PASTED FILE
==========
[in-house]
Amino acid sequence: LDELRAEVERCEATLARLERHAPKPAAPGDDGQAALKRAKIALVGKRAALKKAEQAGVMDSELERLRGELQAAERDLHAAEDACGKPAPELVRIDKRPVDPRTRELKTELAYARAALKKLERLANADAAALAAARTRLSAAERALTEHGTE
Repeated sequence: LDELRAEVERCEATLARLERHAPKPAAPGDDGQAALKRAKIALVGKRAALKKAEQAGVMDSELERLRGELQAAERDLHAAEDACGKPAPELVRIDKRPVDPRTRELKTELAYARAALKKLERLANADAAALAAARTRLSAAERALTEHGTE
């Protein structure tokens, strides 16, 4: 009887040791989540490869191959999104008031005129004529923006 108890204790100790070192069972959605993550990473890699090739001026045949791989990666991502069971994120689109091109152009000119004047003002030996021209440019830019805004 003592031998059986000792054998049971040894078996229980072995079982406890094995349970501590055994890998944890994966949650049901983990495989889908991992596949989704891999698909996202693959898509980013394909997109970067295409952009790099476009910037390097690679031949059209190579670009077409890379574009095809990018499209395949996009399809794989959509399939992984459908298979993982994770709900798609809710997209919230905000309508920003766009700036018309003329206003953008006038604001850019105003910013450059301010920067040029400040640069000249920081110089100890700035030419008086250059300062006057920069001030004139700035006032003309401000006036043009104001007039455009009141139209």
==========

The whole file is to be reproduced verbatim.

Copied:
[in-house]
Amino acid sequence: LDELRAEVERCEATLARLERHAPKPAAPGDDGQAALKRAKIALVGKRAALKKAEQAGVMDSELERLRGELQAAERDLHAAEDACGKPAPELVRIDKRPVDPRTRELKTELAYARAALKKLERLANADAAALAAARTRLSAAERALTEHGTE
Repeated sequence: LDELRAEVERCEATLARLERHAPKPAAPGDDGQAALKRAKIALVGKRAALKKAEQAGVMDSELERLRGELQAAERDLHAAEDACGKPAPELVRIDKRPVDPRTRELKTELAYARAALKKLERLANADAAALAAARTRLSAAERALTEHGTE
């Protein structure tokens, strides 16, 4: 009887040791989540490869191959999104008031005129004529923006 108890204790100790070192069972959605993550990473890699090739001026045949791989990666991502069971994120689109091109152009000119004047003002030996021209440019830019805004 003592031998059986000792054998049971040894078996229980072995079982406890094995349970501590055994890998944890994966949650049901983990495989889908991992596949989704891999698909996202693959898509980013394909997109970067295409952009790099476009910037390097690679031949059209190579670009077409890379574009095809990018499209395949996009399809794989959509399939992984459908298979993982994770709900798609809710997209919230905000309508920003766009700036018309003329206003953008006038604001850019105003910013450059301010920067040029400040640069000249920081110089100890700035030419008086250059300062006057920069001030004139700035006032003309401000006036043009104001007039455009009141139209």